Journal of Community Health

, Volume 42, Issue 6, pp 1247–1254 | Cite as

Improving STD Screening Rates on a University Campus

  • Amanda Myers
  • Sherrie P. McCaskill
  • Kathryn VanRavenstein
Original Paper
  • 361 Downloads

Abstract

Gonorrhea and chlamydia infections have a high incidence among young adults. To increase screening rates among individuals aged 25 years of age and younger on a university campus, this quality improvement project was implemented to improve providers’ knowledge of CDC guidelines through education. Education was provided to providers and staff members at a health clinic on a private residential university campus through informational sessions to increase knowledge of guideline-directed screening for gonorrhea and chlamydia. This education was coupled with a multifaceted approach for provider-reminder interventions: flagging patients in the EHR system that fall within the age group (25 years of age and younger) to generate an alert, patients completing a questionnaire while in the exam room, and identification of a project champion. Screening rates were evaluated during pre- and post-implementation phases to determine if a change in practice occurred among providers. Post-intervention revealed the average number of patients screened for gonorrhea and chlamydia was 65.85% (349/530). This change represented a marked increase from pre-intervention screening of 2% (11/405). The testing rate increased during the post-intervention phase to 17.86% (65/364), up from 7.90% (32/405) pre-implementation. Provider education on guideline-directed screening for gonorrhea and chlamydia increased screening among providers at a university health clinic. This intervention, combined with provider-reminder interventions, increased screening of patients, leading to an increased testing rate for gonorrhea and chlamydia.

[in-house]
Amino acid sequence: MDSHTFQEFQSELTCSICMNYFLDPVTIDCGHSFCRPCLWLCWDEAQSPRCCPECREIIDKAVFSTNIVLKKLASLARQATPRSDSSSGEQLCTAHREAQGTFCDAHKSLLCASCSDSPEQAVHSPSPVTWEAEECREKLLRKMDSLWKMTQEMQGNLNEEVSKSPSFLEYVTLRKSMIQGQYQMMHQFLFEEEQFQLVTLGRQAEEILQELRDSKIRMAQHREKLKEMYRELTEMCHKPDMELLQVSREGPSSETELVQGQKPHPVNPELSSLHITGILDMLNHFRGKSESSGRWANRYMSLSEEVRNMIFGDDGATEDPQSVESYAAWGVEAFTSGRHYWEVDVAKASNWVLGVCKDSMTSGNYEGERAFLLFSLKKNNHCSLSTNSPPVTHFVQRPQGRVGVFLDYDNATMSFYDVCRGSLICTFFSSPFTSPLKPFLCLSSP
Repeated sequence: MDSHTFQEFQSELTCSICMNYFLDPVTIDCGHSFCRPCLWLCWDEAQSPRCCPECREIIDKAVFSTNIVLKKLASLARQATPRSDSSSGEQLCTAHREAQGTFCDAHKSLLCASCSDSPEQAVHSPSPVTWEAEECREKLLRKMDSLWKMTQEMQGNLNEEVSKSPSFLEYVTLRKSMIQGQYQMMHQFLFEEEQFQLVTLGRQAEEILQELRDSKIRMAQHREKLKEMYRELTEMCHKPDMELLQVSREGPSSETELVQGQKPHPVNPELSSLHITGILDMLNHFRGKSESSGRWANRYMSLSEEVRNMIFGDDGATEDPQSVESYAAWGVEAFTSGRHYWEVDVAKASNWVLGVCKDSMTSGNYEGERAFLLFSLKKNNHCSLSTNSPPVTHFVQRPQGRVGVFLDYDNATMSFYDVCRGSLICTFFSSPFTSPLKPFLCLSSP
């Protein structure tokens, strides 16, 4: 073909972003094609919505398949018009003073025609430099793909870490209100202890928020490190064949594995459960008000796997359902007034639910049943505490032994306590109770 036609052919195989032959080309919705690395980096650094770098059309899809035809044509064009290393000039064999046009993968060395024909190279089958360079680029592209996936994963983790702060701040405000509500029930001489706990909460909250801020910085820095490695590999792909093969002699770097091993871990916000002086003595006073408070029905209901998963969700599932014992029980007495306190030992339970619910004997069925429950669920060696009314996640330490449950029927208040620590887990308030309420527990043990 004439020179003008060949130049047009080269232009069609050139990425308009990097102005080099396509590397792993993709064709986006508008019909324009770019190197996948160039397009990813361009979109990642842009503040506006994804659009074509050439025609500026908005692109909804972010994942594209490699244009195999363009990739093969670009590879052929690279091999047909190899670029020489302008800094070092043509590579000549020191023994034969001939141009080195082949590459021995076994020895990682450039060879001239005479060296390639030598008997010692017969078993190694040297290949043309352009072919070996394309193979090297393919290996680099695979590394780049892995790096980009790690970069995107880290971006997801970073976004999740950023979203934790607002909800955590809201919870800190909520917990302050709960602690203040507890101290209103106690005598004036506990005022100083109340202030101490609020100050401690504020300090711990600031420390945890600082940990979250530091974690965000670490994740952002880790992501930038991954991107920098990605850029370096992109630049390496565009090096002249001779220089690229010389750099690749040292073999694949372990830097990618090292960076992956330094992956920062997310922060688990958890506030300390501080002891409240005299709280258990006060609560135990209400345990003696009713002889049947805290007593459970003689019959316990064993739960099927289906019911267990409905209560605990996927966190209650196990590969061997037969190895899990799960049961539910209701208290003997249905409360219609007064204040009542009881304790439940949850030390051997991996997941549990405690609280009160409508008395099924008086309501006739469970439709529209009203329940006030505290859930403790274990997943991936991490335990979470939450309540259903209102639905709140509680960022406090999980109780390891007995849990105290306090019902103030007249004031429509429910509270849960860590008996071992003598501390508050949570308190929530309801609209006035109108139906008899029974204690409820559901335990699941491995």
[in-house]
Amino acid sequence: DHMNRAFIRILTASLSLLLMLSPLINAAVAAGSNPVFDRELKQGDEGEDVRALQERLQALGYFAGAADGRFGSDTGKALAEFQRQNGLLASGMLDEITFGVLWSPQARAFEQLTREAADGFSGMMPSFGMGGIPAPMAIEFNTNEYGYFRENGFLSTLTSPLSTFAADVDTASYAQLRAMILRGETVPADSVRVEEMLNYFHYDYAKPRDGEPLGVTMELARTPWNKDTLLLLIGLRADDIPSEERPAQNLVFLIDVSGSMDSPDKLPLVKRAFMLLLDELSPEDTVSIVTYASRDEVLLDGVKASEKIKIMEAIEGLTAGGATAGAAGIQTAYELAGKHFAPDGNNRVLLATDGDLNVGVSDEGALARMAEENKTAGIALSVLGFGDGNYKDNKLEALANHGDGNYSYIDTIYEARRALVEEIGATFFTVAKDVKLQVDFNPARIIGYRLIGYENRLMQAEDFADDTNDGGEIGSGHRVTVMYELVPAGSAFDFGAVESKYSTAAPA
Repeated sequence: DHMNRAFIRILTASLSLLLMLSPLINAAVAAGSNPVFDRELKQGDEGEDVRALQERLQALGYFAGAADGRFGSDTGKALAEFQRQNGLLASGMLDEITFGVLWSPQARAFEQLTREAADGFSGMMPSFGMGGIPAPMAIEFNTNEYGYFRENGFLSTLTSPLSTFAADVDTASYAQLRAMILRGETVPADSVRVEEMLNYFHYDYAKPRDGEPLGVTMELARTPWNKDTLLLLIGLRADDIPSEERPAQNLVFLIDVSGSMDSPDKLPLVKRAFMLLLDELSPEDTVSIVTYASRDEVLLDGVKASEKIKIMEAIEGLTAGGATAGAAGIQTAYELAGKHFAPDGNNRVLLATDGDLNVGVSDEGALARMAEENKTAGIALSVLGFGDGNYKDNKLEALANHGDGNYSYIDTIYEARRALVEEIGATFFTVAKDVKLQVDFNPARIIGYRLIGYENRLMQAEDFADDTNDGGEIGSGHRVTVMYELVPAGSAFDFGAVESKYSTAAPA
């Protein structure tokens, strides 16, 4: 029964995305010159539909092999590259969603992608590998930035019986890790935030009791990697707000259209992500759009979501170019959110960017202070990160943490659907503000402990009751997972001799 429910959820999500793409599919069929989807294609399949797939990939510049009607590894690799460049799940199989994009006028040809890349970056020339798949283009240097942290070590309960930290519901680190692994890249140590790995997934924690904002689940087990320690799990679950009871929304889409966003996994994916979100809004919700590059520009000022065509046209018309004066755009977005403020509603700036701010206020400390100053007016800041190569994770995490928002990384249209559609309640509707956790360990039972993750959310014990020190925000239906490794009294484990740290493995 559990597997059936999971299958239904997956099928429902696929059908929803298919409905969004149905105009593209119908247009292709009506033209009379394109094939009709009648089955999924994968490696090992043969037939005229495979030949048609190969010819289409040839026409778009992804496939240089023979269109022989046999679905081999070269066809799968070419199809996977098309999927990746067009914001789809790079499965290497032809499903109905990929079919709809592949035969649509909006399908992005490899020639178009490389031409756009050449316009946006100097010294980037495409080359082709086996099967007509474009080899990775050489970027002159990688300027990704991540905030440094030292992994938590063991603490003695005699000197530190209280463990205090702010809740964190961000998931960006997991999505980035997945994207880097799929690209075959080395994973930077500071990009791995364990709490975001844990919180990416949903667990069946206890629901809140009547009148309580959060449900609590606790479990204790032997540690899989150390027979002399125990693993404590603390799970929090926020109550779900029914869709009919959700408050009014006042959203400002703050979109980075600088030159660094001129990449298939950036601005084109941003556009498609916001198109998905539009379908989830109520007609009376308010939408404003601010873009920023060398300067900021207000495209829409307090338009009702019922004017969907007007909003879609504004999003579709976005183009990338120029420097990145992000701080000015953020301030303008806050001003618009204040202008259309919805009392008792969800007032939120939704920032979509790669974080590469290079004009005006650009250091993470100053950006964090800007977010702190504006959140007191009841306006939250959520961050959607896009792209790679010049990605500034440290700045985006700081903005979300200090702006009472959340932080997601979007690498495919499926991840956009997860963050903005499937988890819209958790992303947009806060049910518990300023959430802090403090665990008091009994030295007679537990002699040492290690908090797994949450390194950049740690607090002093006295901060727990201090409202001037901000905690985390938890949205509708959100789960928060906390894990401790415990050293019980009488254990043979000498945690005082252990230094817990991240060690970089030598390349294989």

Keywords

Gonorrhea Chlamydia Screening Detection Young adults  Health care providers 

Notes

Compliance with Ethical Standards

Conflict of interest

The authors declare that they have no conflict of interest.

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Copyright information

© Springer Science+Business Media New York 2017

Authors and Affiliations

  • Amanda Myers
    • 1
  • Sherrie P. McCaskill
    • 2
  • Kathryn VanRavenstein
    • 1
  1. 1.Medical University of South CarolinaCharlestonUSA
  2. 2.Wingate UniversityWingateUSA

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